Mac Alunge Interviews UNESCO Regional Director for Central Africa, Salah Khaled, on the UNESCO-funded Strawacademy Documentary, A Ray of Hope – The Ills of Violent Extremism in Southwest Cameroon
We were privileged to have a sit-down with Sir Salah Khaled, the Director for the Regional Office of UNESCO for Central Africa
- Mac Alunge: Sir, thank you so much for having us. This is a very humbling honor to have you in this interview. Thank you for taking out the time. Thank you for being here. We know that your schedule is very tight but still you make out time. We are really grateful.
- Sir Salah Khaled: Thank you
- Mac Alunge: So we understand that you Sir Salah Khaled have over the years a culmination of experience from working from differently regions of conflict in the world. So as regards to countering violent extremism in the Southwest region, what are some solutions you have seen that work in other areas that you feel should be implemented in the Cameroonian context, particularly in the Southwest regions?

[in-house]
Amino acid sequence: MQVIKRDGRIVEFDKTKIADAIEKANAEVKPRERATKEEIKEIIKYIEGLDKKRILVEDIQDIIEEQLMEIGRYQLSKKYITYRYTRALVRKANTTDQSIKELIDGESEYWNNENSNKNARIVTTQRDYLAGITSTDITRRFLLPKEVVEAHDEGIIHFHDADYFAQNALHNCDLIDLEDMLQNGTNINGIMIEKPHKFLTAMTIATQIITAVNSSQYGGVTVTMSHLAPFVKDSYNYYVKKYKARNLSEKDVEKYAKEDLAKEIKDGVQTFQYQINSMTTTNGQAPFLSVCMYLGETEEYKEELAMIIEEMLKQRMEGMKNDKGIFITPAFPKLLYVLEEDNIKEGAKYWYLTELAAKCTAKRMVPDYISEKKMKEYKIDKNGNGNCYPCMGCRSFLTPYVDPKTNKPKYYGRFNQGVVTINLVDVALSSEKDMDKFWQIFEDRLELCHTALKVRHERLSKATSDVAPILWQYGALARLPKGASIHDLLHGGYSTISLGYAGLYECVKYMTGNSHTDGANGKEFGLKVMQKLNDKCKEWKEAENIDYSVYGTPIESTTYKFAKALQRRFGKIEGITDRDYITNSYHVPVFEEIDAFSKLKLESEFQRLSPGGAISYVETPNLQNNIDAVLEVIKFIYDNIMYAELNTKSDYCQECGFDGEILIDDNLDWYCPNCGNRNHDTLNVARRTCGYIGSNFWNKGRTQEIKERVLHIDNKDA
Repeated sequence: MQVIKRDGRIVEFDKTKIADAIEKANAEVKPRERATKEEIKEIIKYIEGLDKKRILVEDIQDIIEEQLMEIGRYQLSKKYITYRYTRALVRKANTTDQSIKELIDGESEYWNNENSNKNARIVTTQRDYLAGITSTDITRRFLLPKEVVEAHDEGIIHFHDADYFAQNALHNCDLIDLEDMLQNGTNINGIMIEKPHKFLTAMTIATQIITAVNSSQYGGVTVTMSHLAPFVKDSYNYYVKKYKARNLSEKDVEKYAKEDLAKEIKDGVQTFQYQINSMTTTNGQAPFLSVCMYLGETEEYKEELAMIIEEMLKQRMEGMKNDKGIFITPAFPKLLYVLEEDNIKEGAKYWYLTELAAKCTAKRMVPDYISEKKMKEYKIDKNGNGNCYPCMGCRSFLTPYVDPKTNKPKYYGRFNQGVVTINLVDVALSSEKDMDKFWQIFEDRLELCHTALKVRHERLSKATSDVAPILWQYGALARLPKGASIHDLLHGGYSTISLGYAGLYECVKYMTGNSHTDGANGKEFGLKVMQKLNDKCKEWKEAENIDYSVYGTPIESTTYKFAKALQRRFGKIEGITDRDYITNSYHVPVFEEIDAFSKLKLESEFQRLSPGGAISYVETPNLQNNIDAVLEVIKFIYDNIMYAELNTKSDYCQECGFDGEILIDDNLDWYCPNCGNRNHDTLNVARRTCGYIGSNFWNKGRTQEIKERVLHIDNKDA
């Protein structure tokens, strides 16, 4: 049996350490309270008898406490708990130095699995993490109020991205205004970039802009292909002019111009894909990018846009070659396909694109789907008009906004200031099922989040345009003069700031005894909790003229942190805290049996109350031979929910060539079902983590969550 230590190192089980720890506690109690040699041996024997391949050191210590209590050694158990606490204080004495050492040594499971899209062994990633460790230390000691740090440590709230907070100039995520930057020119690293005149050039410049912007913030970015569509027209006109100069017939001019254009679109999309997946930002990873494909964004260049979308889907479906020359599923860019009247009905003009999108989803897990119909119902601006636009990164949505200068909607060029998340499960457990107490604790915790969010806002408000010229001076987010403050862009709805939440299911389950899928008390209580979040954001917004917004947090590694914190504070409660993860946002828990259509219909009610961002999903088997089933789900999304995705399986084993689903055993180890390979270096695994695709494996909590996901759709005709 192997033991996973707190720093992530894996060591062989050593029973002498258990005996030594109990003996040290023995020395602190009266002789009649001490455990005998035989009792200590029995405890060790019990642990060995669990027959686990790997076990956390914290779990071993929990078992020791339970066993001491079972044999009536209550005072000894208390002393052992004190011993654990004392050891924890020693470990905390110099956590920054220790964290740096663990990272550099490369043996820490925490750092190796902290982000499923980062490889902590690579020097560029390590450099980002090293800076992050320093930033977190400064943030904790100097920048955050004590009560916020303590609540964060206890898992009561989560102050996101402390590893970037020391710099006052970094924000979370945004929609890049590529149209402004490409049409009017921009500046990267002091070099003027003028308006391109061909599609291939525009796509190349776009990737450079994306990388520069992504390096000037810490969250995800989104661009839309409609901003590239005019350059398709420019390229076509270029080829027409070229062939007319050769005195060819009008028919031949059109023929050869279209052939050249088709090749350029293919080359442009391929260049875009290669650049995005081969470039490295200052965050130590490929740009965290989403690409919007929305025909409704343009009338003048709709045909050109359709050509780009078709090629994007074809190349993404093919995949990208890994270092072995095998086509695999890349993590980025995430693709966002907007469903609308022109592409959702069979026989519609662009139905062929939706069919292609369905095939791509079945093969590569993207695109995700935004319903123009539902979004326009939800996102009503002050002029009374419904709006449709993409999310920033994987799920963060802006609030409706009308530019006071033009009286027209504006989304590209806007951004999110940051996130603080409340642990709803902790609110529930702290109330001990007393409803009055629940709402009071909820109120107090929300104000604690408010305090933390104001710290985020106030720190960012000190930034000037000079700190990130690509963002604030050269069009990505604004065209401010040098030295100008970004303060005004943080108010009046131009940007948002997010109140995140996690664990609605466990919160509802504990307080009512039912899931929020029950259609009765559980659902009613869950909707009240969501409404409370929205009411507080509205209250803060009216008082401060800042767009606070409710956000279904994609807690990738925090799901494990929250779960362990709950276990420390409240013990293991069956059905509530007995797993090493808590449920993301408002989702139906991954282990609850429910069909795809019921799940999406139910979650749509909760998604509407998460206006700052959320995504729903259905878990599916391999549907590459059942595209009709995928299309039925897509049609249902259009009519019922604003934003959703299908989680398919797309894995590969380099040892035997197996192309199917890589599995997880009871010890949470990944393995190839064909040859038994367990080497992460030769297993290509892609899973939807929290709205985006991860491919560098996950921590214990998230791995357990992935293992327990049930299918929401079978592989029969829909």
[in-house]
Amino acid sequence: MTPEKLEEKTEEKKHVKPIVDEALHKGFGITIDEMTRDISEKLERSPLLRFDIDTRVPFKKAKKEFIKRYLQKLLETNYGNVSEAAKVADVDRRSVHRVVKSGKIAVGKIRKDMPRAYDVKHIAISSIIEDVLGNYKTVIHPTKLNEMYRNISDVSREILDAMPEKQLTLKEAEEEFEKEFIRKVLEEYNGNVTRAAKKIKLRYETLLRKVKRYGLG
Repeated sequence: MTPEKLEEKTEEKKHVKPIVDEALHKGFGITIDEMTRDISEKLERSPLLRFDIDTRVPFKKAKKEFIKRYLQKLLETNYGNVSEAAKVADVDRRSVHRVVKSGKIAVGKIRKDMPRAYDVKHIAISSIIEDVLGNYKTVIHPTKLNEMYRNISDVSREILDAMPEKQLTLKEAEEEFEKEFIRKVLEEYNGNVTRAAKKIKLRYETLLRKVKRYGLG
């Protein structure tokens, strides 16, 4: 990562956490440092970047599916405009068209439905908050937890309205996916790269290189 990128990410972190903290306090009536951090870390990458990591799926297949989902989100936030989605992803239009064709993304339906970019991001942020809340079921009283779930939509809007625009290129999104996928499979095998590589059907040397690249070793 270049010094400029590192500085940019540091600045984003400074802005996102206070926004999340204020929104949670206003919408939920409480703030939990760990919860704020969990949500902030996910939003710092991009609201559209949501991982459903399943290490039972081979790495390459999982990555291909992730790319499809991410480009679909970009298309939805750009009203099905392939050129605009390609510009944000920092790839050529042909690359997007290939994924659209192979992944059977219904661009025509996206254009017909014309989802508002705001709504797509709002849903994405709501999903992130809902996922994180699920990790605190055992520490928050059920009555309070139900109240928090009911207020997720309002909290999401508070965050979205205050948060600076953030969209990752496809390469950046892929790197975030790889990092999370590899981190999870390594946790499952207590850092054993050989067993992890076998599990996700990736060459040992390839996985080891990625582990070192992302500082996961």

- Sir Salah Khaled: Well, thank you very much and I will like to start by thanking you and the Strawacademy team, yourself Mac. It is really a pleasure for me to be here in the beautiful city of Buea. Regarding your question, yes from my experience in my career in other countries where there was conflict, what I can say is that after few years of the crisis here and in this region, the most important element is try to reach reconciliation, try to address the root causes of the crisis and an important factor is also to build the resilience of the people and support them through psychosocial means, psychosocial support in general to get over the trauma and the sufferings that have been caused by the crisis in general. Youths, the young men and women of this region have to feel that there is hope. They have to feel that they have an alternative, that they have an opportunity and this is the most important factor in reaching and end to this crisis.